Choosing a Commuter bike

From time to time, someone will ask me for help buying a bike to ride around town.  While many bike companies make great "around town" bikes, there are a few accessories I would focus on over the bike itself that make up a great commuter.  In order from most importance to least


I'm shocked that I needed to mention this one.  Every now and then I see it near my office: Skinny-jeans hipster on the fixed-gear track bike with the neon green deep-v rims. (No Brakes).  Enter cargo-shorts and flip-flops surfer dude on the longboard.  They both swerve the same way and then... smash.  

When riding around traffic and pedestrians things can happen quickly. Sometimes you need to stop.  And trust me: I've tried it; that clean looking fixxie you're riding... the ladies don't even notice it.


When cruising around town, it's important to be seen by cars.  Being able to see is also important, but I'm much more worried about the cars.  I'm of the philosophy you can't have enough flashing lights on your bike, bag, everywhere.  Passive lighting (i.e., reflectors) are also great. I'm a huge fan of my Fiks reflective rim strips, and reflective stickers on my bike.  As far as headlights go: there is a huge market that deserves a separate post, or you could build your own.


The wet back/butt stripe is not cool for anyone.  If you live anywhere where precipitation occurs, fenders are a must.  Even if you're not riding in the rain: riding after a rain, during a snow melt, or through a puddle can all fling mud onto your pants/shoes and back.  Not only do fenders protect you, but they also protect your bike components from the wet road grime that is flung up from your tires and wreaks havoc on your drivetrain and headset.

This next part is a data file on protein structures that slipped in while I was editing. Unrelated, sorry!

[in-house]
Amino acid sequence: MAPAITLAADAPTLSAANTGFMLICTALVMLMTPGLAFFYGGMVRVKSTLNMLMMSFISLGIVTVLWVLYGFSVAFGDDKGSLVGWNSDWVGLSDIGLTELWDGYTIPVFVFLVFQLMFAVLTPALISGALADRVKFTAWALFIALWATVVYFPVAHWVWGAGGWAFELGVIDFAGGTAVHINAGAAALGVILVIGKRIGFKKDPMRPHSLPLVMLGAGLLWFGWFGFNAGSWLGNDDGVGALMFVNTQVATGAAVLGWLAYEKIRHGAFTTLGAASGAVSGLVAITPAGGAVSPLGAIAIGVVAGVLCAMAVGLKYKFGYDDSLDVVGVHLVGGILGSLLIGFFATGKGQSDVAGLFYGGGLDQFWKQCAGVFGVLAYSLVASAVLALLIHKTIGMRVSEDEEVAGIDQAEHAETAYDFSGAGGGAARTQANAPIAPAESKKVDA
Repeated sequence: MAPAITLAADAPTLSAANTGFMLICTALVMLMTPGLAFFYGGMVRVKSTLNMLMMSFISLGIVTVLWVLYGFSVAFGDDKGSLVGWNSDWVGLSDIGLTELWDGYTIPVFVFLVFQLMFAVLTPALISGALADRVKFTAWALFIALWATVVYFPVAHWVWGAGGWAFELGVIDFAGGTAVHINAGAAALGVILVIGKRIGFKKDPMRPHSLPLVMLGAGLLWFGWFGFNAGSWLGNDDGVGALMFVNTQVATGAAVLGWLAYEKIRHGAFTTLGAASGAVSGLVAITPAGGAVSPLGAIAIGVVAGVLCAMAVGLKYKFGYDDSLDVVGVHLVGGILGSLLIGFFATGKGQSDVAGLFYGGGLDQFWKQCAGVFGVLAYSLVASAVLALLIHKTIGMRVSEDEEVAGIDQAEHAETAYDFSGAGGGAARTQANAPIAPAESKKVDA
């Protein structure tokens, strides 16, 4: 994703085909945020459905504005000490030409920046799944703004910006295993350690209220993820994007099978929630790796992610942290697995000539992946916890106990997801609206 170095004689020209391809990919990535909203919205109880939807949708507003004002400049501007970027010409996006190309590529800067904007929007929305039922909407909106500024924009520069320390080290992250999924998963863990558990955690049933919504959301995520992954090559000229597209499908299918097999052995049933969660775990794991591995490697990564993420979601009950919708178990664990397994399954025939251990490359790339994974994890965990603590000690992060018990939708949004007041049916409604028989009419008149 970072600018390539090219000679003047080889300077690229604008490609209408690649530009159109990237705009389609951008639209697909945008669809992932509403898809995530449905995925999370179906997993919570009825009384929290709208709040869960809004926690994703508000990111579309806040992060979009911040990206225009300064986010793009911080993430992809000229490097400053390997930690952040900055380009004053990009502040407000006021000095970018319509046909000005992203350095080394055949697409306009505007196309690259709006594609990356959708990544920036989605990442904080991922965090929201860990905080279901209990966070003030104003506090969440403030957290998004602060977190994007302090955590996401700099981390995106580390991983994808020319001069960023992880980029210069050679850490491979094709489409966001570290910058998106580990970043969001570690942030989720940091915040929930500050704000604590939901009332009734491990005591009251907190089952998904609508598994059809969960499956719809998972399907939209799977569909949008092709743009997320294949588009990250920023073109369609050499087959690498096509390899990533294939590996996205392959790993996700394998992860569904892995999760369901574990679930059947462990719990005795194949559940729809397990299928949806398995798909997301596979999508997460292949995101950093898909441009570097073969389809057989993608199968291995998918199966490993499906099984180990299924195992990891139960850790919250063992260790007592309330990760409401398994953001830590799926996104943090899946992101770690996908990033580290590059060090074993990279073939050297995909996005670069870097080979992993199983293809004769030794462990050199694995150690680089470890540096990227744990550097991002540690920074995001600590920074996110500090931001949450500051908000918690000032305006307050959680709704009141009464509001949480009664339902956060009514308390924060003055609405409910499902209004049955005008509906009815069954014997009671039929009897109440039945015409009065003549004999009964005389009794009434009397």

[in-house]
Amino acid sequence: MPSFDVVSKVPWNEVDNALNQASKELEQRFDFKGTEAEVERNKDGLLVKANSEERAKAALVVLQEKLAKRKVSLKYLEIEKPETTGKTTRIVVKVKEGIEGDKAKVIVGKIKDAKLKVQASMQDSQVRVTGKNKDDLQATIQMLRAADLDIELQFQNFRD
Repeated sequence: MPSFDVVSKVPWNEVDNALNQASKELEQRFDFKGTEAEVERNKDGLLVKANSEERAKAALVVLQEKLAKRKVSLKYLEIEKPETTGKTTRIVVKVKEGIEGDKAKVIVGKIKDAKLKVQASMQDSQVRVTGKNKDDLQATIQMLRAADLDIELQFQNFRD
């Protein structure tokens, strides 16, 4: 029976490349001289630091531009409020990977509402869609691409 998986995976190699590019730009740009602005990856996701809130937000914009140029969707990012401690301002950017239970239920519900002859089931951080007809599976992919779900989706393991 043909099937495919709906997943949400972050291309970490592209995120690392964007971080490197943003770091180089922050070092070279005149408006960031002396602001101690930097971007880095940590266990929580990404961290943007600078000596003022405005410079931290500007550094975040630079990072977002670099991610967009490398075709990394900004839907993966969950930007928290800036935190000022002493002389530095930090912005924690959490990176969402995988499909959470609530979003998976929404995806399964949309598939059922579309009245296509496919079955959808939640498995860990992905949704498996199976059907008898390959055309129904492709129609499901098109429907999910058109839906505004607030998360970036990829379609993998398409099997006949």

Note: many road bike frames will have little to no clearance for fenders, and they also may lack the eyelet's to install the fender hardware.  They do make special adapters if your bike lacks the right attachments.


If you want to start hauling stuff on your bike, you'll need some panniers. I have two sets of panniers I really like.  The Avenir Metro 2.0 Shopping Pannier are a great cheap set of panniers that will easily hold a weeks worth of grocreys, or a wide assortment of other things I need to haul around town.  My Ortlieb - Back-Roller Classic Panniers are great for carrying a change of clothes and my laptop to work (espically when the weather is bad).


I've done hour-long commutes on my bikes, and live in an area where there are some hills.  I always appreciate having a few gears to select from, however I don't think you need 20-30 speeds to ride around town.  Gears require upkeep and maintenance  and I think the best soluiton is an internally geared hub.  Apart from that, running 1 speed in the front and 8-9 speeds in the back is a nice way to have a low maintenance geared setup.

On the opposite end of the spectrum: I've tried the single-speed gig.  It's not so bad until you encounter a steep hill or are riding home with a heavy load of grocreys.  Then you wish you had some speeds.


Theft is an unfortunate reality in bike commuting.  You could have a sweet riding commuter bike, with a carbon belt drive, internal geared hub, sweet fenders and head lights from a Lexus. Then you ride it downtown to meet buddies for happy hour. One thing turns to another and you end up catching a ride home. Return to pick up your bike the following day, and see what's leftover.

If you're storing your bike inside, this isn't as big of a problem, and usually locking it up outside a restaurant while you eat dinner is fine, but you never know.  I've had $30 lights taken from my bike... and I've also forgotten to lock my bike all day with no consequence   A great commuter is a sweet ride that doesn't scream "steal me" and doesn't put you out too much if somebody does steal it.

The bikes.

Now that i've outlined some accesorries, i'll give my top picks for commuter bikes.  I think cyclo-cross ibkes makes for amazing commuters.  they're light and fast like road-bikes, but can handle knobbier tires and have the clearance for fenders so they do great in all-weather riding.  They usually have eyeletts for racks.

The english style 3-speed is a sharp looking bike that is perfect for many urbanites.  they offer an upright posistion, and are usually pre-mounted with fendors, a rack, internally geared hubs, and chain gaurds.  They're maybe a bit heavy to commute between cities, they're a great option to ride a couple blocks downtown on. usually has some great deals on some sharp looking bikes.

An old hardtail mountain bike will have a comfortable up-right position  and low value. If you use one of these, you may consider putting thin, slick tires on it to reduce the rolling resistance.  Old road-bikes will do too, although they sometimes don't do so well with fenders and can have an uncomfortable crouched-over position.

Of course, my dream commuter bike would look like this: